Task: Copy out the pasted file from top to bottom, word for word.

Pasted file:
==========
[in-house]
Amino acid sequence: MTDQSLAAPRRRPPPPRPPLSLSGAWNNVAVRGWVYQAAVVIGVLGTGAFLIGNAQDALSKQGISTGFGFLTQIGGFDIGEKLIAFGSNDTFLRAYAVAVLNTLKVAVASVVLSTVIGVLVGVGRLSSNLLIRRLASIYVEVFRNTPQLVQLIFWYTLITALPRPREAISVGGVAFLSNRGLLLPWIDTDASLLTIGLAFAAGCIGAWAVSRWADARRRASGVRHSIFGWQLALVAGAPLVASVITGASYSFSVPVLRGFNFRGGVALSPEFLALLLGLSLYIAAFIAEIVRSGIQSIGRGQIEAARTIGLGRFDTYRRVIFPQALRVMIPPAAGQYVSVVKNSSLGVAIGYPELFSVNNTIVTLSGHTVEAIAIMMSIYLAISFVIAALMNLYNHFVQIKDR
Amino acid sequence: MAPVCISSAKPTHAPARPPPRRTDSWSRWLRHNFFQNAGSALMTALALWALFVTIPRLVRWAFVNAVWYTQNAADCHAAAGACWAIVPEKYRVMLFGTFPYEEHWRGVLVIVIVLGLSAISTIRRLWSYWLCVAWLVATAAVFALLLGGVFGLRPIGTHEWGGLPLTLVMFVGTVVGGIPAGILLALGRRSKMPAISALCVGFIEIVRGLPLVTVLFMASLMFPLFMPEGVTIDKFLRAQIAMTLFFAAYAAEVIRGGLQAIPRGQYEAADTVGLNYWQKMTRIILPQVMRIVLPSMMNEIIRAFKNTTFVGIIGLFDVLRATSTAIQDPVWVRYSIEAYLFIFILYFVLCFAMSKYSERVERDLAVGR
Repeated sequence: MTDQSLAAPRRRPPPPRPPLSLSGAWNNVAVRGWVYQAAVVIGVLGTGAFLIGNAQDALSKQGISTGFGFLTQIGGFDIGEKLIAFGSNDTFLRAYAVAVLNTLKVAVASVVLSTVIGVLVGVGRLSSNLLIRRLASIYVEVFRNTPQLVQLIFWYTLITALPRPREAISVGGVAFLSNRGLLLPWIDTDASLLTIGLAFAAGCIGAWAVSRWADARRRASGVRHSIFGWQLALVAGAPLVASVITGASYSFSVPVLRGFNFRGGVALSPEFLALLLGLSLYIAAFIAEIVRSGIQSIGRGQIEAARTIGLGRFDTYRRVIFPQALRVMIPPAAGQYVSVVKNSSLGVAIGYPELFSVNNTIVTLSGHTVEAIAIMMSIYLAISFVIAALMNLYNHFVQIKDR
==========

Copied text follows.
[in-house]
Amino acid sequence: MTDQSLAAPRRRPPPPRPPLSLSGAWNNVAVRGWVYQAAVVIGVLGTGAFLIGNAQDALSKQGISTGFGFLTQIGGFDIGEKLIAFGSNDTFLRAYAVAVLNTLKVAVASVVLSTVIGVLVGVGRLSSNLLIRRLASIYVEVFRNTPQLVQLIFWYTLITALPRPREAISVGGVAFLSNRGLLLPWIDTDASLLTIGLAFAAGCIGAWAVSRWADARRRASGVRHSIFGWQLALVAGAPLVASVITGASYSFSVPVLRGFNFRGGVALSPEFLALLLGLSLYIAAFIAEIVRSGIQSIGRGQIEAARTIGLGRFDTYRRVIFPQALRVMIPPAAGQYVSVVKNSSLGVAIGYPELFSVNNTIVTLSGHTVEAIAIMMSIYLAISFVIAALMNLYNHFVQIKDR
Amino acid sequence: MAPVCISSAKPTHAPARPPPRRTDSWSRWLRHNFFQNAGSALMTALALWALFVTIPRLVRWAFVNAVWYTQNAADCHAAAGACWAIVPEKYRVMLFGTFPYEEHWRGVLVIVIVLGLSAISTIRRLWSYWLCVAWLVATAAVFALLLGGVFGLRPIGTHEWGGLPLTLVMFVGTVVGGIPAGILLALGRRSKMPAISALCVGFIEIVRGLPLVTVLFMASLMFPLFMPEGVTIDKFLRAQIAMTLFFAAYAAEVIRGGLQAIPRGQYEAADTVGLNYWQKMTRIILPQVMRIVLPSMMNEIIRAFKNTTFVGIIGLFDVLRATSTAIQDPVWVRYSIEAYLFIFILYFVLCFAMSKYSERVERDLAVGR
Repeated sequence: MTDQSLAAPRRRPPPPRPPLSLSGAWNNVAVRGWVYQAAVVIGVLGTGAFLIGNAQDALSKQGISTGFGFLTQIGGFDIGEKLIAFGSNDTFLRAYAVAVLNTLKVAVASVVLSTVIGVLVGVGRLSSNLLIRRLASIYVEVFRNTPQLVQLIFWYTLITALPRPREAISVGGVAFLSNRGLLLPWIDTDASLLTIGLAFAAGCIGAWAVSRWADARRRASGVRHSIFGWQLALVAGAPLVASVITGASYSFSVPVLRGFNFRGGVALSPEFLALLLGLSLYIAAFIAEIVRSGIQSIGRGQIEAARTIGLGRFDTYRRVIFPQALRVMIPPAAGQYVSVVKNSSLGVAIGYPELFSVNNTIVTLSGHTVEAIAIMMSIYLAISFVIAALMNLYNHFVQIKDR